By Jim Williams
Copper prices fell to eight-week lows in early morning trading as rising inventories in Asian warehouses fueled fears about weaker demand to come in top consumer China.
Stocks of copper in LME-approved warehouses have risen by more than 50,000 tons since Aug. 11, to 254,700 tons, with much of the increase happening in South Korea and Singapore.
“The huge inventory rise in Asian warehouses suggests China is exporting its surplus and we’ve some pretty strong copper export numbers,” said Societe Generale analyst Robin Bhar. “A surge in mine supply in the first half of the year has translated into excess refined metal.”
Exports of unwrought copper and copper products from China jumped to 75,022 tons in July. This was more than five times the rise from the same month last year.
While South Korea and Singapore are loading up on copper, it looks like China is taking in less.
Based on customs data released out of China this morning, the world’s largest copper consumer is importing less of the red metal. On a net basis, China’s imports of copper dropped to the smallest amount since April 2013.
With the price of copper dropping 0.8 percent to settle at $2.14 per pound, the metal is up just 0.1 percent this year. Three-month copper futures in London erased all of this year’s gains to lag behind the five other main base metals in 2016. Those numbers support a theory that copper could be the only major metal to post a loss this year thanks to the highest stockpiles in almost seven months.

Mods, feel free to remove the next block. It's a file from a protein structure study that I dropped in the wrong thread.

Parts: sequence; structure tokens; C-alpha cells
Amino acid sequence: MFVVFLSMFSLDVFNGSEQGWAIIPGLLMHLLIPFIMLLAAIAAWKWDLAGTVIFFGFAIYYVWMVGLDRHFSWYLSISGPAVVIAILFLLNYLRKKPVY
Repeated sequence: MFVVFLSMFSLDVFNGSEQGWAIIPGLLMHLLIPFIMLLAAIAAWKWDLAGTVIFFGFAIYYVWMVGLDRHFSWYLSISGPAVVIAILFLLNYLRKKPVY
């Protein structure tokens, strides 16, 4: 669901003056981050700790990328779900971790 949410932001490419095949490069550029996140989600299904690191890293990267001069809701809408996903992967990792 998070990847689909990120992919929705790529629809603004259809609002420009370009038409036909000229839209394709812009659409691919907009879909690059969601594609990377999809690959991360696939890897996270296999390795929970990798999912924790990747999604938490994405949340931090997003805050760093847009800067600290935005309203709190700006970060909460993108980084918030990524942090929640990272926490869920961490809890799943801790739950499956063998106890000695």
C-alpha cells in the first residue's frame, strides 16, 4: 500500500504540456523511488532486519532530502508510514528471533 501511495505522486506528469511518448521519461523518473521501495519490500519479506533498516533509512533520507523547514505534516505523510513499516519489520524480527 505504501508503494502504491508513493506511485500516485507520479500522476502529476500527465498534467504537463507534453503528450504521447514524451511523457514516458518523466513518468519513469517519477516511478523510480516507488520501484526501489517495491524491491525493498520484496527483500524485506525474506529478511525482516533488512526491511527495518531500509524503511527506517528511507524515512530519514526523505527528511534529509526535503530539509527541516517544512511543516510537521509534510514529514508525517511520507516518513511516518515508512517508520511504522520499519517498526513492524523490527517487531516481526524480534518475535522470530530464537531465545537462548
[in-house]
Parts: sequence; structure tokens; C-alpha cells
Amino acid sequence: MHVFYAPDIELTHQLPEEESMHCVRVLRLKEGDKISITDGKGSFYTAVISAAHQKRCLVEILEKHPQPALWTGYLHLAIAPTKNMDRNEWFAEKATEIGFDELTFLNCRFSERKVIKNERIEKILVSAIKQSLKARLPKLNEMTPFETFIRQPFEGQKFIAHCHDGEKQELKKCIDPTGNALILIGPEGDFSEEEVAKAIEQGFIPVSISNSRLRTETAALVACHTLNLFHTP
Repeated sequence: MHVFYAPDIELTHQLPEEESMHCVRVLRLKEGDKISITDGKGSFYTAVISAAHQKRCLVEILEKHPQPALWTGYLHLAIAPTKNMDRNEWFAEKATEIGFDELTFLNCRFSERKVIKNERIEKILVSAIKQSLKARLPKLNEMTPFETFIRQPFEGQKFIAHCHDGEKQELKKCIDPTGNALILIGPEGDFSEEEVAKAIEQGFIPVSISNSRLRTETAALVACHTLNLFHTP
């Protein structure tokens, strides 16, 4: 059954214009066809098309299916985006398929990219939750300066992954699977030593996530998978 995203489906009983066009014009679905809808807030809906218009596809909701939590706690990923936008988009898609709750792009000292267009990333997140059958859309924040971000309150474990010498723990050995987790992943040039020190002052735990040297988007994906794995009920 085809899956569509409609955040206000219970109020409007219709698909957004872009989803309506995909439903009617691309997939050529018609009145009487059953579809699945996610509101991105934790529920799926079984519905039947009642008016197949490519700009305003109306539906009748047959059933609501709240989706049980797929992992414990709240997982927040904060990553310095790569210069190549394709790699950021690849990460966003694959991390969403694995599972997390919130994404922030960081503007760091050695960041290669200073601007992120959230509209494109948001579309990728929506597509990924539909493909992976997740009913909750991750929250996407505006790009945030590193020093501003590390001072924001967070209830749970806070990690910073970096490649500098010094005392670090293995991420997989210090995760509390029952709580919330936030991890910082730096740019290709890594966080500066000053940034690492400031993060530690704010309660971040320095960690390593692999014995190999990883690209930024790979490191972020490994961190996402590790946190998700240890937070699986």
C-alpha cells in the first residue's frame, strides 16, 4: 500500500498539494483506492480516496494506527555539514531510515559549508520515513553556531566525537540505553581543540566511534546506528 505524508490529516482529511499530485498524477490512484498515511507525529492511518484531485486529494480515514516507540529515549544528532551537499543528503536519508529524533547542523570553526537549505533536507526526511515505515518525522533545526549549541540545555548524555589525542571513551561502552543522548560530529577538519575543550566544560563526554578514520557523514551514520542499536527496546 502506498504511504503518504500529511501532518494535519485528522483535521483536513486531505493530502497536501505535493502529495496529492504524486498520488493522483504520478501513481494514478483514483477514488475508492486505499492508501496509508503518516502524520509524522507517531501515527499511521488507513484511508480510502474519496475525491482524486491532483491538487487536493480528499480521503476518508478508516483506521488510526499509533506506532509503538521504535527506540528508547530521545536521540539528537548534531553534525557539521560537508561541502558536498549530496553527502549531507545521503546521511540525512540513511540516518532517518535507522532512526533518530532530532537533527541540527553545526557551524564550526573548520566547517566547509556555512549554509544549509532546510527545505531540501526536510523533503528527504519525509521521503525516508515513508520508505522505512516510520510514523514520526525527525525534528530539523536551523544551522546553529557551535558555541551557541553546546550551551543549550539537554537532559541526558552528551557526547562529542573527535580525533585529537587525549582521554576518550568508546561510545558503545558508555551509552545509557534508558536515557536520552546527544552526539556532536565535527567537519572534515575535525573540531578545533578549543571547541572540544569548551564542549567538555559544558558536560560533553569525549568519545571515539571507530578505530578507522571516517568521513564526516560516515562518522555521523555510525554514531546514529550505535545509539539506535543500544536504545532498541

“Increasing inventories is never a good thing for prices,” said Mike Dragosits, a senior commodity strategist at TD Securities in Toronto. “The muddling along in the Chinese growth certainly doesn’t say great things about copper, which we think is a bit of an oversupplied market at this point.”
Activity could be subdued ahead of anticipation of Fed Chair Janet Yellen’s speech scheduled for Friday. She is speaking at the Kansas City Fed’s 2016 Economic Symposium from Thursday to Saturday.
“There is some confusion as to what the Fed will do. Some economic numbers have been stronger, so the latest thinking is perhaps they will move in September as opposed to December,” said INTL FCStone analyst Edward Meir.
Higher U.S. rates could potentially mean a stronger U.S. currency, which makes dollar-denominated commodities, like copper, more expensive for non-U.S. firms.
“Watching commodities on a day-to-day basis is often like looking at a hyper yo-yo – they move all over the place,” states tED contributor Andrew Hecht from Seeking Alpha. “While speculative interest in the highly leveraged futures and futures options markets influence short-term moves, it is supply and demand that eventually establishes the path of least resistance for prices of most raw materials.”
We will see what path the Fed takes this weekend and what impact any decisions made will have on the price of copper.
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